Ghana: Social Transformation and Cultural Expression
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“SIT was an invaluable experience for me. It is so rare that you are put into a situation where you have the opportunity to immerse yourself in a totally new culture, language, and way of life while being surrounded by incredibly talented and caring people. SIT gave me the perfect balance of freedom and support to learn amazing things about my surroundings.”
-- Peter Glidden, Wesleyan University
Explore Ghana’s rich cultural heritage and contemporary society. Engage with Ghanaian scholars, writers, and artists.
A country of approximately 20 million people, Ghana boasts an outstanding artistic heritage that manifests itself in all aspects of cultural performance and craftworks. Students explore this rich heritage through deep and meaningful engagement with Ghanaian scholars, artists, dancers, musicians, painters, sculptors, weavers, writers, and other in-country experts. Interdisciplinary coursework, held in the classroom and in the field, reveals to students the historical and contemporary circumstances that have shaped Ghanaian society and the artistic outputs of this complex and highly diverse West African country.
Lecturers are drawn from institutions such as:
- University of Winneba
- University of Cape Coast
- University of Ghana
- Kwame Nkrumah University of Science and Technology
Exploring Ghana through Multiple Lenses
A portion of the program examines Ghana's social, economic, and political features. Broad contextual lectures give students the necessary foundation to understand the country as a whole, while location-specific seminars reveal to students the importance of understanding local circumstances. Topic areas considered in southern Ghana range from education and religious traditions unique to Africa, to the impact of the Trans Atlantic Slave Trade, to the role of Queenmothers in Krobo. Thematic seminars in northern Ghana examine topics such as the contrast between Western and traditionally trained midwives to the role of local markets in the global economy.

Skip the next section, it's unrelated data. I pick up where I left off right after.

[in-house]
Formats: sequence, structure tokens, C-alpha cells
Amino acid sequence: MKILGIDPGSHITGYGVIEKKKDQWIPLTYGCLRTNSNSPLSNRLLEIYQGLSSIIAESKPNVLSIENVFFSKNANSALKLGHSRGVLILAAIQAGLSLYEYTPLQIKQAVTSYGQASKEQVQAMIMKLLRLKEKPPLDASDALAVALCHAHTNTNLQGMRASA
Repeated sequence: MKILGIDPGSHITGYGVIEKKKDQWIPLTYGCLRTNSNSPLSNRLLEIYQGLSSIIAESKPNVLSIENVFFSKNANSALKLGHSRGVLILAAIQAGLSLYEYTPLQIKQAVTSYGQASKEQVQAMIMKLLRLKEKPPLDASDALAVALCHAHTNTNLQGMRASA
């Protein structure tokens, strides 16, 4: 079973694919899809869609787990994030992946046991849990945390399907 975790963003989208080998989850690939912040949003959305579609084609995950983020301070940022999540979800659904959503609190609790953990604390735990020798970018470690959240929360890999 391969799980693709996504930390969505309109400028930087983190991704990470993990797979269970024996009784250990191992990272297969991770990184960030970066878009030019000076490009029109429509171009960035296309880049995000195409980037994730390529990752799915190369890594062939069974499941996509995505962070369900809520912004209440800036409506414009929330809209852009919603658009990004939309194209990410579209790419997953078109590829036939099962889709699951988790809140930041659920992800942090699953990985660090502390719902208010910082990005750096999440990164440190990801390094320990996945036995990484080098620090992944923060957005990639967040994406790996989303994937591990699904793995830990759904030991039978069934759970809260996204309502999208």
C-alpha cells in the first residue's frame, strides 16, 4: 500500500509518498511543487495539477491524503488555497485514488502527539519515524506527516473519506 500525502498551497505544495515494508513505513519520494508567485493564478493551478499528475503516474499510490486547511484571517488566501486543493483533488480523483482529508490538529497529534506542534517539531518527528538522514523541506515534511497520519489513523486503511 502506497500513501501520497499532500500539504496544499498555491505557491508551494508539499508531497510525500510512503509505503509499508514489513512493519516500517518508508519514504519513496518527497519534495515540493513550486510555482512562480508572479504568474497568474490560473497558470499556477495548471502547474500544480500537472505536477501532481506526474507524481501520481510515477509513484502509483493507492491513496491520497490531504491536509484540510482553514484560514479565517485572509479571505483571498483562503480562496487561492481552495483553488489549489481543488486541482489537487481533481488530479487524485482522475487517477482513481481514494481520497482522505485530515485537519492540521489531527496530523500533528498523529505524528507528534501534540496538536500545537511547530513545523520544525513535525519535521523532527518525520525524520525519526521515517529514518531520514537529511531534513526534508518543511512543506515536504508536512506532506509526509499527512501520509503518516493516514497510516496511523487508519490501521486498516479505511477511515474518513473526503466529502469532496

The program is based in Ghana's capital, Accra, a cosmopolitan city of nearly 3 million people. Accra is the political and economic heart of Ghana, and home to cutting-edge, forward-thinking visual and performing arts circles. Students attend lectures at the Institute of African Studies at the University of Ghana, where they acquire knowledge of the historical factors impacting Ghana's present-day political, economic, social, and artistic processes. Ghana is a country still very much impacted by its colonial history, as evidenced by the country's current institutions. With a particular emphasis on society, transformation, and the arts, students on this program discover the way Ghanaians have negotiated, and continue to negotiate, their history in finding their place in today's increasingly interconnected world.
Educational excursions are a central component of the program. Visits across the country— to museums, shrines, and other locations of academic interest—are carefully designed to enrich seminars and language study. Deep immersion in Ghana's highly distinct regions gives students a thorough understanding of the multiple factors— local/global, urban/rural, economic, political, religious, and social—shaping Ghana's contemporary circumstances. Students explore different locations, from Accra in the south to Tamale in the north, continuously examining contemporary and "traditional" art forms.
Homestays in three different Ghanaian communities provide students with invaluable learning experiences and cultural insight. Language study at Kumasi Anglican Secondary School (KASS) further facilitates cross-cultural dialogue and understanding.
|Spotlight on SIT Ghana Alumni.
Peter Glidden works to create social change in his homestay village
SIT Ghana alum helps Philadelphia youth come of age through art:
"My experience studying abroad in Ghana has had a huge influence on me since, including influencing my paintings in graduate school and inspiring me to apply for a Fulbright fellowship so I could return to Ghana to recharge creatively." (PDF)
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